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## AP®︎/College Chemistry

### Course: AP®︎/College Chemistry>Unit 9

Lesson 5: Free energy and equilibrium

# Free energy and equilibrium

The standard change in free energy, ΔG°, for a reaction is related to its equilibrium constant, K, by the equation ΔG° = -RTlnK. When ΔG° < 0, K > 1, and the reaction is product-favored at equilibrium. When ΔG° > 0, K < 1, and the reaction is reactant-favored at equilibrium. When ΔG° = 0, K = 1, and the reaction is at equilibrium under standard state conditions. Created by Jay.

## Video transcript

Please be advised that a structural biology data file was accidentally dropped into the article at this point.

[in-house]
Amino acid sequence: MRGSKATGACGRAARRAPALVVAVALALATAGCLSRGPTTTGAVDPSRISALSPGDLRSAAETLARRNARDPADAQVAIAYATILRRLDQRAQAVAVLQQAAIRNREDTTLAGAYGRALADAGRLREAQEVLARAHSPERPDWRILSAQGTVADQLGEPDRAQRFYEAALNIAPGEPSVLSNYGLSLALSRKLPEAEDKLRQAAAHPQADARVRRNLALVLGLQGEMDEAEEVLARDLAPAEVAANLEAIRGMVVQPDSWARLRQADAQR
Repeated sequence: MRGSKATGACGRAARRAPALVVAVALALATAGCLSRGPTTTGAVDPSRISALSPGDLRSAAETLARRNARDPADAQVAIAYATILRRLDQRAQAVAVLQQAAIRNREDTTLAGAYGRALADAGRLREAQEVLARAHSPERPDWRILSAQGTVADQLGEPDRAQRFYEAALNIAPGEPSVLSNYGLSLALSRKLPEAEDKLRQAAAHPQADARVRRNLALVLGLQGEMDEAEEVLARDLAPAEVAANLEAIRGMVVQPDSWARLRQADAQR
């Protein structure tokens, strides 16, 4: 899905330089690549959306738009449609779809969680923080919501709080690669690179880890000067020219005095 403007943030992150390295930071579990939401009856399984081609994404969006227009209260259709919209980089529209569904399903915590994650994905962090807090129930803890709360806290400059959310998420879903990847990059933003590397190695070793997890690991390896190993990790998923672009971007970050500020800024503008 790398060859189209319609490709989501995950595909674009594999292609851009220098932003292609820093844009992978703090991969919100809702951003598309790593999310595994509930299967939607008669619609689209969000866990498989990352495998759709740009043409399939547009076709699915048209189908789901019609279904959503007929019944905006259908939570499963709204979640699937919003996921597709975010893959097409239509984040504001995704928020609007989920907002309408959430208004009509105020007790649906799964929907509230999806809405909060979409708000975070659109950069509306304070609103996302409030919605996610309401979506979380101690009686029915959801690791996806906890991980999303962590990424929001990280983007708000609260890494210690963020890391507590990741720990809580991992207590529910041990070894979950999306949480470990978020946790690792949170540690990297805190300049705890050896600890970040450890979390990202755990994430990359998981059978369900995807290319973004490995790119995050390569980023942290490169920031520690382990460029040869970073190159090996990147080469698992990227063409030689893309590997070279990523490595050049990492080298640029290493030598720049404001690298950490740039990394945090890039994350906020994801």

- [Instructor] Let's say we have a generic reaction where reactants turn into products. And our goal is to think about the relationship between free energy and this reaction when it comes to equilibrium. First, we need to consider the equation that allows us to calculate non-standard changes in free energy delta G. We can think about delta G as the instantaneous difference in free energy between reactants and products. And from the equation we see that delta G is equal to delta naught plus RT ln of Q. Delta G naught is the standard change in free energy between reactants and products. This value refers to the difference in free energy between reactants and products in their standard states at a specified temperature. R is the ideal gas constant, T is the absolute temperature in Kelvin, and Q is the reaction quotient. At equilibrium, the instantaneous difference in free energy between reactants and products is zero, which means there's no more driving force for the reaction. And at equilibrium, the reaction quotient Q is equal to the equilibrium constant K. So we can plug in zero for delta G in our equation. And we can plug in K for Q, that gives us zero is equal to delta G naught plus RT ln of K. If we subtract RT ln of K from both sides, we get delta G naught is equal to negative RT ln of K. This equation is extremely useful because now we have a relationship between free energy and equilibrium. If we know the standard change in free energy for a particular reaction at a particular temperature, we can calculate the equilibrium constant for that reaction. Next, let's go ahead and go through the math to solve for the equilibrium constant K. To solve for K, we need to first divide both sides by negative RT. So on the right side, negative RT would cancel out. We could then rewrite it as ln of K is equal to negative delta G naught divided by RT. And to get rid of the ln, we need to take e to both sides, which gives us the following equation. The equilibrium constant K is equal to e to the negative delta G naught divided by RT. So if we know the value for delta G naught for a particular reaction, and we know that temperature, we can calculate the equilibrium constant for that reaction at that particular temperature. Let's calculate the equilibrium constant K for the synthesis of ammonia from nitrogen and hydrogen. And let's do this for three different temperatures. Well, let's start with a temperature of 298K. delta G naught at this temperature is equal to - 33.0 kilojoules per mole of reaction. So to solve for the equilibrium constant K, we need to plug in the value for delta G naught. We also need to plug in the temperature in Kelvin and the ideal gas constant R. The ideal gas constant is equal to 8.314 joules per mole of reaction Kelvin. And since we're using joules in the units, we need to make sure to convert the units for delta G naught into joules per mole of reaction. So - 33.0 kilojoules per mole of reaction is equal to - 33,000 joules per mole of reaction still with three significant digits. And once we plug in our temperature of 298 Kelvin, notice how Kelvin cancels out and also joules per mole of reaction cancels out. When don't we do the math, we find that the equilibrium constant K is equal to e to the 13.3 power, which is equal to 6 times 10 to the fifth. Notice how equilibrium constants don't have units. When e is raised to a power, the result has the same number of significant figures as there are decimal places in the power. Since we have only one decimal place in this power, we have one significant figure for our final answer. Since the value for K for this reaction at 298 Kelvin is much greater than one, that tells us at equilibrium there are more products than there are reactants. So there's a lot more ammonia than there is nitrogen or hydrogen, when this reaction reaches equilibrium at 298 Kelvin. So whenever delta G naught is negative, or you could say delta G naught is less than zero. The equilibrium constant is greater than one, and products are favored over reactants at equilibrium. For the same reaction for the synthesis of ammonia, let's calculate the equilibrium constant K at a different temperature, this time it's 1000 Kelvin. And that 1000 Kelvin delta G naught for this reaction is equal to + 106.5 kilojoules per mole of reaction. Just like the previous example, we're gonna plug everything into our equation to calculate K. So we need to plug in delta G naught, the temperature which is 1000 Kelvin this time and the ideal gas constant. So we plug in the ideal gas constant, the temperature and delta G naught. Once again, we had to convert from kilojoules per mole reaction into joules per mole of reaction. So joules per mole of reaction cancels out and Kelvin cancels out. That gives us K is equal to e to the - 12.81 power, which is equal to 2.7 times 10 to the - 6. Because we have two decimal places in the power. The final answer is to two significant figures. For this example, K is much less than one which tells us at equilibrium, there are far more reactants than there are products. So at 1000 Kelvin, if this reaction at equilibrium we'd have a lot more of our reactants, nitrogen and hydrogen, and only a small amount of our product ammonia. So whenever delta G naught is positive, or you could say delta G naught is greater than zero. The equilibrium constant K is less than one, which means that equilibrium, there are a lot more reactants than there are products. And for our last example, let's calculate the equilibrium constant K for the same reaction. This time at 464 Kelvin, at that temperature delta G naught for this reaction is equal to zero. Calculating K is a lot easier for this example, because if we plug in zero for delta G naught, K is equal to each of the zero power which is equal to one. And when the equilibrium constant is equal to one, that means that equilibrium there's significant amounts of both reactants and products. So if this reaction were to reach equilibrium at 464 Kelvin, there'll be a significant amount of both our reactants, which are nitrogen and hydrogen, and our product which is ammonia. Let's summarize what we've learned about the relationship between free energy and equilibrium. The standard at change in free energy for a reaction delta G naught is related to the equilibrium constant K by this equation. And if we are using this equation, we know the reaction is at equilibrium because we found that equation by setting the instantaneous change in free energy delta G equal to zero. It's very easy to think that delta G without the superscript naught, and delta G naught are the same thing. However, they are very different quantities. For all three of the situations that we talked about, delta G without the superscript was equal to zero, because the reaction was at equilibrium. However, because delta G naught is the difference in free energy between reactants and products and their standard states, delta G naught does not have to be equal to zero at equilibrium. delta G naught is a constant at a particular temperature, just like the equilibrium constant K. And if delta G naught is less than zero, K is greater than one, which means at equilibrium, there are more products than reactants. If delta G naught at a particular temperature is greater than zero. That means the equilibrium constant is less than one, which means that equilibrium there are more reactants than products. And when delta G naught is equal to zero K is equal to one, which means significant amounts of both reactants and products at equilibrium.